Schools as Professional Workplace
A growing body of research is clarifying the relationship between built educational environments and student success. Responsive design professionals are using this data to develop educational facilities better suited to support the health, well-being and cognitive performance of students at all levels. Innovations in teaching strategies and a growing adoption of student-centered pedagogies have generated new space typologies and organizational models, challenging conventional school design and recalibrating our understanding of successful design. Yet the correlation between design and student success is incremental at best, and causality is nearly impossible to isolate. On the other hand, there is a single factor that has historically and consistently been demonstrated as determinative in student success: faculty and staff stability. Generations of studies have noted the strong correlations between positive student outcomes and high levels of teacher support, low rates of faculty turn-over, positive community engagement and effective mentoring. Teachers regularly survey among the most purpose-driven and mission-dedicated professionals in the workforce. Yet they also report among the least respected and most stressed. Beyond the academy, our commercial workplaces are being redefined by increased attention on the needs and desires of young and capricious generations, steeped in technology, globalism and commoditized social media. If educational environments were to respond to these forces the way the commercial workplace has, what would be the impact on teacher recruitment and retention? Is that, ultimately, the key to consistently positive student outcomes? This session will present a survey of contemporary workplace expectations and assess the state of educational facility design against those expectations. The discussion will address individual teacher’s health and wellness, and the impact that building conditions have both physically and emotionally. We will also address the unique characteristics of Professional Learning Communities and how facilities can best support collaborative team models and peer mentoring. We will explore the premise that an enhanced workplace for faculty and staff is the most direct route to positive student outcomes.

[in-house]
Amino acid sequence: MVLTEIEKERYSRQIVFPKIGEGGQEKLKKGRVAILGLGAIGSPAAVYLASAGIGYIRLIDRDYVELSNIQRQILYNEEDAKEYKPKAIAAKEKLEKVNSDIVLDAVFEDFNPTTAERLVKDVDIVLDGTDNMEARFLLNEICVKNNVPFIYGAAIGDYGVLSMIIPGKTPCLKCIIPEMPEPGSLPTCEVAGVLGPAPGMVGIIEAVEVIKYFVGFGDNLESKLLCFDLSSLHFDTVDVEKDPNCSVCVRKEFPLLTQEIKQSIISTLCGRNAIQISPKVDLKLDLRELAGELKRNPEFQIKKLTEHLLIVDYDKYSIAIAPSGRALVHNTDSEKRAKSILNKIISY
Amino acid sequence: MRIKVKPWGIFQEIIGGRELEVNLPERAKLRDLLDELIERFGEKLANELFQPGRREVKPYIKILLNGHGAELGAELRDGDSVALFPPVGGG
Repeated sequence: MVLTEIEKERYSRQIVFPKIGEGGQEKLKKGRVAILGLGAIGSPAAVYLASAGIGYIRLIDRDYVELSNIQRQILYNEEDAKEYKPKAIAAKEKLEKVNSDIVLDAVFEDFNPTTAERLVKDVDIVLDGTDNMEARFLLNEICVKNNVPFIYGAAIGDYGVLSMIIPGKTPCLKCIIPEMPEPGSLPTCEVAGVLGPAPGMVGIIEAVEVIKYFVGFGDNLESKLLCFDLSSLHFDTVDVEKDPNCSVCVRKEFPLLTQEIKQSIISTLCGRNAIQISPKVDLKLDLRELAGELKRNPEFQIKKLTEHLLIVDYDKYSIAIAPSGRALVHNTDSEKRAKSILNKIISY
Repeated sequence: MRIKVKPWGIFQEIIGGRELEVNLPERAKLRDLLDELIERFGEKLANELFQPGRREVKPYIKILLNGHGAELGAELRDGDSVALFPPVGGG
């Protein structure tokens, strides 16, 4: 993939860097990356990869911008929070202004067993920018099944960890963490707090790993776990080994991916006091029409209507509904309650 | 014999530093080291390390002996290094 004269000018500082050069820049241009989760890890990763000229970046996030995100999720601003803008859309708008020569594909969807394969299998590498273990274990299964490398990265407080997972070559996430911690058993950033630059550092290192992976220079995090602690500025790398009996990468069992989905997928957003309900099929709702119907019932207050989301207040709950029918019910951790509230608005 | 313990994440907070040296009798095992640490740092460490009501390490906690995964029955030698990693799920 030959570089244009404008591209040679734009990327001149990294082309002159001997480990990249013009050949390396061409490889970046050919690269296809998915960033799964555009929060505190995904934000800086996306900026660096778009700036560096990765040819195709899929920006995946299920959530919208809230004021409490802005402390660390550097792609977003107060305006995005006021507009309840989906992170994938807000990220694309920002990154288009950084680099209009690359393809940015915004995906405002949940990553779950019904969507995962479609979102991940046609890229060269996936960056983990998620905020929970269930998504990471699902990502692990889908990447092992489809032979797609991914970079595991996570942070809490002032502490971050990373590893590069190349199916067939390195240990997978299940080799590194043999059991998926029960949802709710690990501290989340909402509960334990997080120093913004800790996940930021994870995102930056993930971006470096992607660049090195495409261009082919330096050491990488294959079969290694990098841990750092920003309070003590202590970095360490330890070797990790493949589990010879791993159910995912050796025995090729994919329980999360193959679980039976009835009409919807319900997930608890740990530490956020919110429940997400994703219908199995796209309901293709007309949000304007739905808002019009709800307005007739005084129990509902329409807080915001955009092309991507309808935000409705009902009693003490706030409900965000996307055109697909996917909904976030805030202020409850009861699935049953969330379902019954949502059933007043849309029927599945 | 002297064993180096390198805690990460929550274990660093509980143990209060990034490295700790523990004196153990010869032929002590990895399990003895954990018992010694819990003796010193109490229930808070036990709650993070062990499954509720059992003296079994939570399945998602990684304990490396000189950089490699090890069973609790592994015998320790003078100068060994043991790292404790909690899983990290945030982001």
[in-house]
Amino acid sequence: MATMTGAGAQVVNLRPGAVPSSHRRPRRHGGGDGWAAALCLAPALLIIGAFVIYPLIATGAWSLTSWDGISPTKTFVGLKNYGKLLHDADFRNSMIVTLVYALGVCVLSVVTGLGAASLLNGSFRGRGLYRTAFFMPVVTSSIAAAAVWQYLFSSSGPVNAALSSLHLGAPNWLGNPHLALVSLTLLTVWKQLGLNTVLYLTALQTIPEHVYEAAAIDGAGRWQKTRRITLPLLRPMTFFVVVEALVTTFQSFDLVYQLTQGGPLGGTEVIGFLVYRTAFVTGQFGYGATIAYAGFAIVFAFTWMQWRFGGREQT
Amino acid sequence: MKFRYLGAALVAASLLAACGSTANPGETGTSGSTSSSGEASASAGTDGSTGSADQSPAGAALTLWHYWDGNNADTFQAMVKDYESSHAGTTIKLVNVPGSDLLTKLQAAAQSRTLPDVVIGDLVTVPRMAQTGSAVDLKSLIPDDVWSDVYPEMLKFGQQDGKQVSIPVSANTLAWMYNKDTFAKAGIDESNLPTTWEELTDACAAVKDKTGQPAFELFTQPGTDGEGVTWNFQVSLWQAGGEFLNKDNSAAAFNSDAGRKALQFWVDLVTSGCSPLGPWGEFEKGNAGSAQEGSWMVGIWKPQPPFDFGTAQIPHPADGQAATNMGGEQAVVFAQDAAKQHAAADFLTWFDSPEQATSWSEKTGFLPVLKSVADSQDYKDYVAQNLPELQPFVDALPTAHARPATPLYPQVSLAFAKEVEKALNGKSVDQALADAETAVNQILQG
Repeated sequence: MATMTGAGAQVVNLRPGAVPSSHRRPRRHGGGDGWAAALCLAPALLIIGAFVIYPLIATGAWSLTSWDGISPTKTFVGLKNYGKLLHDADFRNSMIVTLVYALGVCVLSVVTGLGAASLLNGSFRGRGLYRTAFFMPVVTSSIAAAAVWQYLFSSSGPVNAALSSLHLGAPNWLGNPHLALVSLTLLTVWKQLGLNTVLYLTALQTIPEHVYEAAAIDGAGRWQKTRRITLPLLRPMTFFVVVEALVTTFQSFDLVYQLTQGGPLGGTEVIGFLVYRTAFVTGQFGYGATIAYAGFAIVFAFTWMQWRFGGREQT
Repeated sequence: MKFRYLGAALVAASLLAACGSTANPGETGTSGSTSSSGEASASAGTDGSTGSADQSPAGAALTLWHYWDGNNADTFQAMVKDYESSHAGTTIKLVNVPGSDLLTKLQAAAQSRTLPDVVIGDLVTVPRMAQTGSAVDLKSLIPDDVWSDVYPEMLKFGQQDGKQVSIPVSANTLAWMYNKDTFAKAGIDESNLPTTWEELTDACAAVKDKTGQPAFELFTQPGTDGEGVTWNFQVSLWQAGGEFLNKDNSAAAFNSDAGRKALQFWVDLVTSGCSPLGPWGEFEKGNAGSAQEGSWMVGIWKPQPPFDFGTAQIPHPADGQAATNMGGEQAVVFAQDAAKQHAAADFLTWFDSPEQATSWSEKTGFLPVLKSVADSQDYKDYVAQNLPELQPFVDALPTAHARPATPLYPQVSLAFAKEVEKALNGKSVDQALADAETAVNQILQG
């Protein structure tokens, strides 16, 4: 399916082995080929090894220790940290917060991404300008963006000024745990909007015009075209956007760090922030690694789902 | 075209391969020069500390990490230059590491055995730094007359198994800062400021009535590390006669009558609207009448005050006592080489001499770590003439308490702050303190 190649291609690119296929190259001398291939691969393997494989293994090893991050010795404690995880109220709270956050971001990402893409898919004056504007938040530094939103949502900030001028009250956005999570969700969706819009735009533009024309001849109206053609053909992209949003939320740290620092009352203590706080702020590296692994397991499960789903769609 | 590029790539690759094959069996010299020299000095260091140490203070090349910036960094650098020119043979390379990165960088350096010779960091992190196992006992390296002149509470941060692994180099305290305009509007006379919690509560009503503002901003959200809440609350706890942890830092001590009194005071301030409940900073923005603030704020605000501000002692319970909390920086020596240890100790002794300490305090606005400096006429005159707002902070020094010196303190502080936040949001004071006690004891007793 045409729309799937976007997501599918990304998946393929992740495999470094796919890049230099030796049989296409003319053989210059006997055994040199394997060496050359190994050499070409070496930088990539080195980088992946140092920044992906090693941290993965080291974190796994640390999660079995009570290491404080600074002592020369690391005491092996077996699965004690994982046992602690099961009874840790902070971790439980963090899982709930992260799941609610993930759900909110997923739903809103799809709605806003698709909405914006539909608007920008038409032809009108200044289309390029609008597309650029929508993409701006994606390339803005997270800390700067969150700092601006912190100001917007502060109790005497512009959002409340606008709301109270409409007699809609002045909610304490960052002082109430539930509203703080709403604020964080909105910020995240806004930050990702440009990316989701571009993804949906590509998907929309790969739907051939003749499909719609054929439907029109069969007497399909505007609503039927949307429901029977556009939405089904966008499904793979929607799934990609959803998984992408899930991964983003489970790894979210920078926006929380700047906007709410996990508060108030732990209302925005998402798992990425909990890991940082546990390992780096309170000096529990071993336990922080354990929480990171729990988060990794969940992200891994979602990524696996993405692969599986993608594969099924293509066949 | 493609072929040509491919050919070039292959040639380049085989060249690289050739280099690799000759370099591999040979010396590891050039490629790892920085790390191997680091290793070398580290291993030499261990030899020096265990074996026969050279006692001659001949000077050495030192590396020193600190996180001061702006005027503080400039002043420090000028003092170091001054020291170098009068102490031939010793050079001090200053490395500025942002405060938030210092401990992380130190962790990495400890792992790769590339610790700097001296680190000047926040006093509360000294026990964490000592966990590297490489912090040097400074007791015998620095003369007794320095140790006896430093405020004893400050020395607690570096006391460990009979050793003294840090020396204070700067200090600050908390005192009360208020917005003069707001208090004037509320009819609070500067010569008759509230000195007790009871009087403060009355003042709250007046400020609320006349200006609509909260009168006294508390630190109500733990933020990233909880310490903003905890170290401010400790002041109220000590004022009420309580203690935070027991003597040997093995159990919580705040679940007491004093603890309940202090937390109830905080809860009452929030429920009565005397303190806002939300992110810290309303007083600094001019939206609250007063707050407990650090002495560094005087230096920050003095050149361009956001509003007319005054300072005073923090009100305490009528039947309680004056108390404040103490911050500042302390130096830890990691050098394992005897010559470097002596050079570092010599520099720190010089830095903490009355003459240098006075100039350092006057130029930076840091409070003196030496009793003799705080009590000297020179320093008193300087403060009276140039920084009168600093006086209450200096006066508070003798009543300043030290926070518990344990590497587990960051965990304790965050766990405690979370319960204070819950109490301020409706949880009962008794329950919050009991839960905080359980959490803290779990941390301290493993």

OBJ #1 Identify the environmental conditions in the commercial workplace that contribute to emotional well-being and employee satisfaction.
OBJ #2 Develop evidence-based design criteria to support faculty and staff wellness in educational facilities.
OBJ #3 Describe the critical relationship between faculty stability and student success.
OBJ #4 Evaluate design strategies to support effective faculty collaboration and mentoring.
Brian Donnelly, AIA, LEED AP, Associate Principal, Perkins Eastman